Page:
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On August of this year, a party of JCDR researchers and GNS Scientists, including David Johnston, Kristie-Lee Thomas, Lucy Carter, Emily Campbell, and Hamish Campbell, travelled to the Chatham Islands to help mark and memorialize the 150th anniversary of the 15 August 1868 tsunami which was triggered by the Arica Earthquake (magnitude 8.5 – 9.0; 14 August 1868), and significantly impacted the Chatham Islands with loss of life.
It is also estimated that a large N-S oriented fault ruptured the sea floor off-shore of Arica along a length of some 600 kilometres causing colossal loss of life along the coasts of Peru and Chile, estimated at 25,000. The resultant tsunami crossed the Pacific Ocean and arrived many hours later in the early hours of 15 August 1868, impacting initially in the Chatham Islands, some 800 kilometres SE of Wellington. One man named Makere lost his life in the Chatham Islands but anecdotally it is said that at least 20 more Māori lost their lives. This event is of particular significance in New Zealand because as far as we know these are the only recorded fatalities to tsunami in our history.
Recent research investigating the 1868 tsunami and its impacts on the Chatham Islands by Kristie-Lee Thomas and development of new tsunami evacuation zones provided a timely opportunity to organise a memorial event to commemorate the 150th anniversary. The memorial event was organised with the Chatham Islands Emergency Management Office and Ngati Mutunga o Wharekauri Iwi Trust with the aim of using the occasion to:
In preparation for the event, A5 sized flyers were created with tsunami facts and key evacuation messages (seen below). These were designed as take-home resources that people could place on their fridge at home as a memento of the event and also a preparedness guide. The messages included on the card were consistent with the Ministry of Civil Defence and Emergency Management (MCDEM) national messaging and specific advice for the Chatham Islands community. The messages were also consistent with evacuation boards to be erected on island.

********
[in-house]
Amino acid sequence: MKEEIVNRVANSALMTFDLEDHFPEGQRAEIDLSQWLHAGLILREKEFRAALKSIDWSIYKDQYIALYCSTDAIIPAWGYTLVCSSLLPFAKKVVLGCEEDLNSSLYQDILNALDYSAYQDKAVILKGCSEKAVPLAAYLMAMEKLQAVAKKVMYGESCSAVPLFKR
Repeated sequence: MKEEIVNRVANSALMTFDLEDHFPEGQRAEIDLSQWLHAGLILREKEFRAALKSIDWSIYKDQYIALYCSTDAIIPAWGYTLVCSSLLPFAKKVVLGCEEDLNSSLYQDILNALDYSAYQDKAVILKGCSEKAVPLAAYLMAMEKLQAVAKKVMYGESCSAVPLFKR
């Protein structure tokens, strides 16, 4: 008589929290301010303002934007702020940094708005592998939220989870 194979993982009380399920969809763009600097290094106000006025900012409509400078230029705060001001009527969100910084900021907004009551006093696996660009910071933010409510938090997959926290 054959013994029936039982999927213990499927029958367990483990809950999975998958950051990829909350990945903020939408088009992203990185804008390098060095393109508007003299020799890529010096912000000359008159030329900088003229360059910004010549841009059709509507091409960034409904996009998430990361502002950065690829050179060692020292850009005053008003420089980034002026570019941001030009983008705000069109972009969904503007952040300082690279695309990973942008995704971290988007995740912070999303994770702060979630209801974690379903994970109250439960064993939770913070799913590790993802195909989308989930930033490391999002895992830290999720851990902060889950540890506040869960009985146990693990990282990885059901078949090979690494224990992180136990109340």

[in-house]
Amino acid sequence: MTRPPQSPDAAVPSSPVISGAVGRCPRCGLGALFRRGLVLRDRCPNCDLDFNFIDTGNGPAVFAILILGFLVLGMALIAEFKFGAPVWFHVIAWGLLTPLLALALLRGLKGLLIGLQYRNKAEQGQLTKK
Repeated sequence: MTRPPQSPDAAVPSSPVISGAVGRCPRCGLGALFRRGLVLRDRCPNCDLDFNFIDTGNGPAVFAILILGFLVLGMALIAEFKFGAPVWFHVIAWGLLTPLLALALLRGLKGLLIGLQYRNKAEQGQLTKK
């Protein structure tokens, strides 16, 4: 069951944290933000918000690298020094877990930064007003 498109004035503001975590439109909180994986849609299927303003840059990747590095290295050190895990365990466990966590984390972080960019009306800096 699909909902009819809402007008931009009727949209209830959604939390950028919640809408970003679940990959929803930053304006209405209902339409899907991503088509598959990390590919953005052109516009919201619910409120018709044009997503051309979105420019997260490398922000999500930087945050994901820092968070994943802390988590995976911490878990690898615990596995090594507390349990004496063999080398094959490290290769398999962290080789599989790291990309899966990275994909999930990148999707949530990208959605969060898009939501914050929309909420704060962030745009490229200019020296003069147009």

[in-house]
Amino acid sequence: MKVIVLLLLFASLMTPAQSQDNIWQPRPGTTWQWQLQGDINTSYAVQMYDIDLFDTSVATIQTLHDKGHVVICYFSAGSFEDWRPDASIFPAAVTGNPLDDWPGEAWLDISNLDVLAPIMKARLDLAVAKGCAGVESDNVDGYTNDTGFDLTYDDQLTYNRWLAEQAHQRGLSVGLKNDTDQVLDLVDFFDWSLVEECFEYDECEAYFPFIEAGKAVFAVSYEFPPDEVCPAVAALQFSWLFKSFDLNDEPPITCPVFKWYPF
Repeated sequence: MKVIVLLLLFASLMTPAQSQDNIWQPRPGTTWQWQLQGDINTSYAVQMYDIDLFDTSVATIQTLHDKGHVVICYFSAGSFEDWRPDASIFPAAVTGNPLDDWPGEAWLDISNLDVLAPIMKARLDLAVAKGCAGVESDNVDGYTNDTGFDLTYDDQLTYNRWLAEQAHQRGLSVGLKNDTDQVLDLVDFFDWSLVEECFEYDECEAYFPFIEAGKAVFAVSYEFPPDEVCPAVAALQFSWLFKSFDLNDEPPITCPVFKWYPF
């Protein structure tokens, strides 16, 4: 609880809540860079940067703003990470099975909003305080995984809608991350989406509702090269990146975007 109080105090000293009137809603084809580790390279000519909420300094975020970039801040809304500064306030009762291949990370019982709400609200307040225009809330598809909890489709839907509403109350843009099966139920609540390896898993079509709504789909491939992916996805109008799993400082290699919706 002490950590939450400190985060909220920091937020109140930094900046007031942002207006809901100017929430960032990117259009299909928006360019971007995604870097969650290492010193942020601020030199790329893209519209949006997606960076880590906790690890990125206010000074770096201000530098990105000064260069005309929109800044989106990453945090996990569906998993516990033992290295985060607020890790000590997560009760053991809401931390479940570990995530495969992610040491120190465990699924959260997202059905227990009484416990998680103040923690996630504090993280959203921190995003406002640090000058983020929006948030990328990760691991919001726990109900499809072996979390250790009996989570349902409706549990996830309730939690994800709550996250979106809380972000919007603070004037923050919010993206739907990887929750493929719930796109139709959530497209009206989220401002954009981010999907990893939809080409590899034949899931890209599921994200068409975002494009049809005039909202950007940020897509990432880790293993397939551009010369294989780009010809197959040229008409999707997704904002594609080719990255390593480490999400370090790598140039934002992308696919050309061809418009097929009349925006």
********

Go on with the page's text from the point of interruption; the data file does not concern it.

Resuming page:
The anniversary was commemorated by travelling to Tupuangi to acknowledge the impacts at this location and to say a karakia for the lives lost here. This would be followed by Kai (sausage sizzle), to abide by Tikanga. Following kai, there would be korero around how the community could be prepared for a future tsunami. Physical resources were distributed during the memorial. Copies of the story in the Chatham Islander newspaper, the post card flyers and evacuation zone maps were handed out to participants who attended the memorial. Left over post card flyers were left at the hotel for locals and tourists alike to take home.
Originally, the memorial was scheduled on the Wednesday 15 August, the day the tsunami struck (1:00am Chatham Islands time), but was rearranged to Tuesday to accommodate a Tangi and a teacher strike on the Wednesday when all schools shut. This allowed for the acknowledgement of the moment the earthquake truck in Arica (10.15 am Chatham Islands time) and to discuss tsunami travel across the Pacific Ocean as the bus travelled to the site worst impacted.
This memorialisation event was most successful in all aspects and had excellent outreach to promote tsunami awareness and preparedness. Approximately 30 Chatham Islanders joined us on Tuesday morning to commemorate the anniversary incuding Kaingaroa School. Following the memorial and korero with community members the team travelled to Te One School, where they addressed 40-50 pupils plus teachers.
Feedback from participants of the memorial indicated they learned a lot from attending and enjoyed the day.
Event flyer distributed to attendees (front)
Event flyer distributed to attendees (back)
From left: Hamish Campbell (GNS Science), Lucy Carter (Massey/GNS Science), Kristie-Lee Thomas (GNS Science), Emily Campbell (Massey), Debbie King (Chatham Islands CDEM), Rana Solomon (Chatham Islands CDEM), David Johnston (Massey/GNS Science).
Kristie-Lee presenting to students at Te One School
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Last updated on Tuesday 16 April 2019